The government needs to sharpen up its plans for a national minimum UK broadband speed – or hundreds of thousands of homes and businesses face falling into a “digital twilight zone”.
That’s the stark view of the voice of the Town Hall, the Local Government Association (LGA), which has just issued a stinging assessment of the current state of what we were promised would be ‘Broadband Britain’ by now.
The body, which represents more than 370 councils in England and Wales, says access to fast and reliable digital connectivity is a “necessity” for British homes and businesses.
That was reflected in previous commitments to request a broadband connection capable of delivering a minimum download speed of 10Mbps by 2020. But based on its own data, the government admits the number of those British households unable to access anything like that level of connectivity by 2017 could be as many as a million – with 100,000 in remote rural areas, raising the risk of a growing digital divide.
“Good digital connectivity is a vital element of everyday life for residents and can help them cut household bills, shop online for cheaper goods, stay in touch with distant relatives, file tax returns and access their bank accounts,” pointed out Chairman of the LGA’s People and Places Board, Councillor Mark Hawthorne.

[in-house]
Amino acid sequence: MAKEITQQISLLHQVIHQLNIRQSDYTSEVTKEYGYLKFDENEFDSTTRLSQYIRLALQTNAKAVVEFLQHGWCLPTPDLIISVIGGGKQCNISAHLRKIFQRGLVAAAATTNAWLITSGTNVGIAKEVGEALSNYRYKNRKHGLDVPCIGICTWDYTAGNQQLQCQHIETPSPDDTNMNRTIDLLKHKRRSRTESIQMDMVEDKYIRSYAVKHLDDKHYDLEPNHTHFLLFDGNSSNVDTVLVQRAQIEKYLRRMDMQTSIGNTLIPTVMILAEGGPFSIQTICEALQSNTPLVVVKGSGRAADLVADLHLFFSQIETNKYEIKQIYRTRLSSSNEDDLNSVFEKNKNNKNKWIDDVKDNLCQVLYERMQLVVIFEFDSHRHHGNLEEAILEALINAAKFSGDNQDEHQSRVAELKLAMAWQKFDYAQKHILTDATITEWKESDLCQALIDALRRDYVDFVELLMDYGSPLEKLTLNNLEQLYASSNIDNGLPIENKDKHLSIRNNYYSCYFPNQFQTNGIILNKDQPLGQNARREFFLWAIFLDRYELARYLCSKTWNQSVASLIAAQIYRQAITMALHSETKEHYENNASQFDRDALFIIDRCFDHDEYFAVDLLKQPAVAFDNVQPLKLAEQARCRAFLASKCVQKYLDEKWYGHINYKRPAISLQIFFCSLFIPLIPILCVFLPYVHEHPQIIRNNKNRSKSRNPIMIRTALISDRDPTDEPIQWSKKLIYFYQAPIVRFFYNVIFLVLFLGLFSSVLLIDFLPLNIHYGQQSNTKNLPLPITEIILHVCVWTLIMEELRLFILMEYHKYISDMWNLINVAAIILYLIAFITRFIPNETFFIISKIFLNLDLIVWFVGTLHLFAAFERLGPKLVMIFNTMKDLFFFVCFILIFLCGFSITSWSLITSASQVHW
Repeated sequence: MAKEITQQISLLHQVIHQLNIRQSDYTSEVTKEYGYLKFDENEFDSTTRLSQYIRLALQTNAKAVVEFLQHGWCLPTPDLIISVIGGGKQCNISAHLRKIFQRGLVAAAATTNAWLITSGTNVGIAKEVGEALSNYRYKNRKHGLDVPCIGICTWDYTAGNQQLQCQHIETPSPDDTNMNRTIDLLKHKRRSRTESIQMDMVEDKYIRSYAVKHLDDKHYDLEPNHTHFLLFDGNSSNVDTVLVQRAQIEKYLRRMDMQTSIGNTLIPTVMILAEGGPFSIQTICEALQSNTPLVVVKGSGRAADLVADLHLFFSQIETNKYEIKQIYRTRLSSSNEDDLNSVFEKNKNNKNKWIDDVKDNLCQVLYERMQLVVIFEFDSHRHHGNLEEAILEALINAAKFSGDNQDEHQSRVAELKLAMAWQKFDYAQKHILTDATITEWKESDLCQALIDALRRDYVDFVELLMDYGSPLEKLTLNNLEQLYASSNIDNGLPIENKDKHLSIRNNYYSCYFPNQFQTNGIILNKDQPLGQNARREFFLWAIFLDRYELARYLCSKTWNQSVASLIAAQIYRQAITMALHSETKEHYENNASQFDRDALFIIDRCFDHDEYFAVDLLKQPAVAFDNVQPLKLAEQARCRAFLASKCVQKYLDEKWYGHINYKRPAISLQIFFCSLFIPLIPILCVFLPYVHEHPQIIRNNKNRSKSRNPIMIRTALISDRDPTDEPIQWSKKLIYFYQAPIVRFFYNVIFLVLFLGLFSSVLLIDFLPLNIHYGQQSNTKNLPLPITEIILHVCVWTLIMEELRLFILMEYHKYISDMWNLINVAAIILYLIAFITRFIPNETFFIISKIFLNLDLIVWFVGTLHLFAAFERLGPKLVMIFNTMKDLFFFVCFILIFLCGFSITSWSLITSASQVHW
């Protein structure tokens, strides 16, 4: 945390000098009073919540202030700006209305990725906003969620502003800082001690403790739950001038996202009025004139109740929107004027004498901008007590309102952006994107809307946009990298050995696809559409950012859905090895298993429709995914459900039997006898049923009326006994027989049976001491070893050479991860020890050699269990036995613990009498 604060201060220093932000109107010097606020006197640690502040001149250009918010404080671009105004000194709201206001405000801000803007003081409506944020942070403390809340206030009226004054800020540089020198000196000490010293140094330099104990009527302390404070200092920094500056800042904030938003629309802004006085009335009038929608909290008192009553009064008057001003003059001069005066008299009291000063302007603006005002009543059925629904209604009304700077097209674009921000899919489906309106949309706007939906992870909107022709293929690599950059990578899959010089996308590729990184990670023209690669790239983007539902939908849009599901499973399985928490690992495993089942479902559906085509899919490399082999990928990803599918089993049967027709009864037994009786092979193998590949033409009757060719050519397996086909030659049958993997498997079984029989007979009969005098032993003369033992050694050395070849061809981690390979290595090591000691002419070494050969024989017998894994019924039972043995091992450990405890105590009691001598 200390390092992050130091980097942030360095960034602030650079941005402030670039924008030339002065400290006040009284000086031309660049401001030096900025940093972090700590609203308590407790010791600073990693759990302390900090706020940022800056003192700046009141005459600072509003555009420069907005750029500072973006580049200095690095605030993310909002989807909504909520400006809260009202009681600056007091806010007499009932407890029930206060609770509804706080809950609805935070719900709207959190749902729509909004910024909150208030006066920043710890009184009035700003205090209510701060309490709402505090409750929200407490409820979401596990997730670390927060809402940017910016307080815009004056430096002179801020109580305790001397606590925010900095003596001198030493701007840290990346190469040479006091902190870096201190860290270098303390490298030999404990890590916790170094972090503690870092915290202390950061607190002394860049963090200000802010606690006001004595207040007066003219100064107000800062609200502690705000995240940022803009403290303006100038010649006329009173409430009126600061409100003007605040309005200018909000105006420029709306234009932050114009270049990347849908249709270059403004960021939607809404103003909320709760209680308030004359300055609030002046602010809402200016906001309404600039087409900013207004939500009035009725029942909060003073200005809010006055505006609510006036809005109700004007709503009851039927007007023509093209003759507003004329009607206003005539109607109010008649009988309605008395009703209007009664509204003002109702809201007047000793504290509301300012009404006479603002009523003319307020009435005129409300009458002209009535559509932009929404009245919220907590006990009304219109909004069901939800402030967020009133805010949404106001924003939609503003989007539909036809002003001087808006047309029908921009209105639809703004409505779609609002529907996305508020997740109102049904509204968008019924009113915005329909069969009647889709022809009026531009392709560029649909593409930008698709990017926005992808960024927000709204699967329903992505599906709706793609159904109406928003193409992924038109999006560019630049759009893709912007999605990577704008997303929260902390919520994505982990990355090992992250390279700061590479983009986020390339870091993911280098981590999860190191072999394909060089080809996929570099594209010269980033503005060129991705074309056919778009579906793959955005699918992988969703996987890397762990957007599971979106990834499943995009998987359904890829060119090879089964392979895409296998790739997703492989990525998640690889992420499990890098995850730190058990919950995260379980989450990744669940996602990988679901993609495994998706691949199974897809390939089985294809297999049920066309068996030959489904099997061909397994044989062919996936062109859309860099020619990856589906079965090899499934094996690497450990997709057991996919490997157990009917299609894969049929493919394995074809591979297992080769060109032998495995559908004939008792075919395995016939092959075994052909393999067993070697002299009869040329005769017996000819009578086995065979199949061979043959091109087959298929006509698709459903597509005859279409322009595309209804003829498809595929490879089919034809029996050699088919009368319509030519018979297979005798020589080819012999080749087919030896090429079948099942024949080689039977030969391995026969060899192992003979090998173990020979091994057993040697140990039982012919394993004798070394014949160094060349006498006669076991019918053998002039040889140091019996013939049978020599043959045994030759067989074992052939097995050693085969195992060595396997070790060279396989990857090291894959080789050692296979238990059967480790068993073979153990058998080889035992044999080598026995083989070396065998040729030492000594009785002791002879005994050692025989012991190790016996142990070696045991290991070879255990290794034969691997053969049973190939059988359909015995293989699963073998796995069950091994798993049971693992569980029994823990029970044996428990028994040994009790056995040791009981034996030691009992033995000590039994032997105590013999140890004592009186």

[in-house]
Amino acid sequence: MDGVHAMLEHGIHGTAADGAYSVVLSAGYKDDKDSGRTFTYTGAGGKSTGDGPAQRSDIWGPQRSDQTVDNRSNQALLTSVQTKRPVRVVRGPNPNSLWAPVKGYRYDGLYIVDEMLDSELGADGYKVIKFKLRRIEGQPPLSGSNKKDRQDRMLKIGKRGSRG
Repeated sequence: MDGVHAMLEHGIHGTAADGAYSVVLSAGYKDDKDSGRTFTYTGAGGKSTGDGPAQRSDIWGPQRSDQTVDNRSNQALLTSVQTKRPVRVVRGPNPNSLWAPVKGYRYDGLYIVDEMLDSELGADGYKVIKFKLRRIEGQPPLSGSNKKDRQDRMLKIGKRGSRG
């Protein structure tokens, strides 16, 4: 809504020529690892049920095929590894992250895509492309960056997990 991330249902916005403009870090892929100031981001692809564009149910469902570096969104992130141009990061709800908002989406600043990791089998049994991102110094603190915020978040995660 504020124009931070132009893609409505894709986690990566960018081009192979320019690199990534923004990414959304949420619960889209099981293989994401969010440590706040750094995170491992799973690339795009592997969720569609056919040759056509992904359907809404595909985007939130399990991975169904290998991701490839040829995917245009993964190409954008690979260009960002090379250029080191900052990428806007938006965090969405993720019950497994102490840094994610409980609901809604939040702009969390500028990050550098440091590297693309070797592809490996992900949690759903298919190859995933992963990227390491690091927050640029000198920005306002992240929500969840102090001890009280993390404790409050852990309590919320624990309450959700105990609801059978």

“As central and local government services increasingly become ‘digital by default’, more people will need to have faster and more reliable speeds,” he added.
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LGA says the government must step up the pace now, demanding a “timetable for action,” especially after delays to the Digital Economy Bill and the Government’s Digital Strategy, and while Matt Hancock replaced Ed Vaizey as Minister of State for Culture and the Digital Economy at the Department for Culture, Media and Sport (DCMS).
And while local government leaders support the government’s planned creation of a national minimum broadband speed as part of a Universal Service Obligation (USO) for broadband users, they also want a “safety net” for those who are unlikely to be covered by rollout plans.
That might not be enough, though, fears the LGA: “Achieving 10Mbps should just be the start and something to build on because demand for and availability of faster speeds continues to grow,” says Hawthorne.
“For the farmer applying for funding, the small business processing its invoices or the GP checking the availability of medicines, broadband is communities’ lifeblood.
“Ensuring residents and businesses across the country are provided with fast and reliable digital connectivity will be key to achieving the Government’s ambition of an economy that works for all,” he added.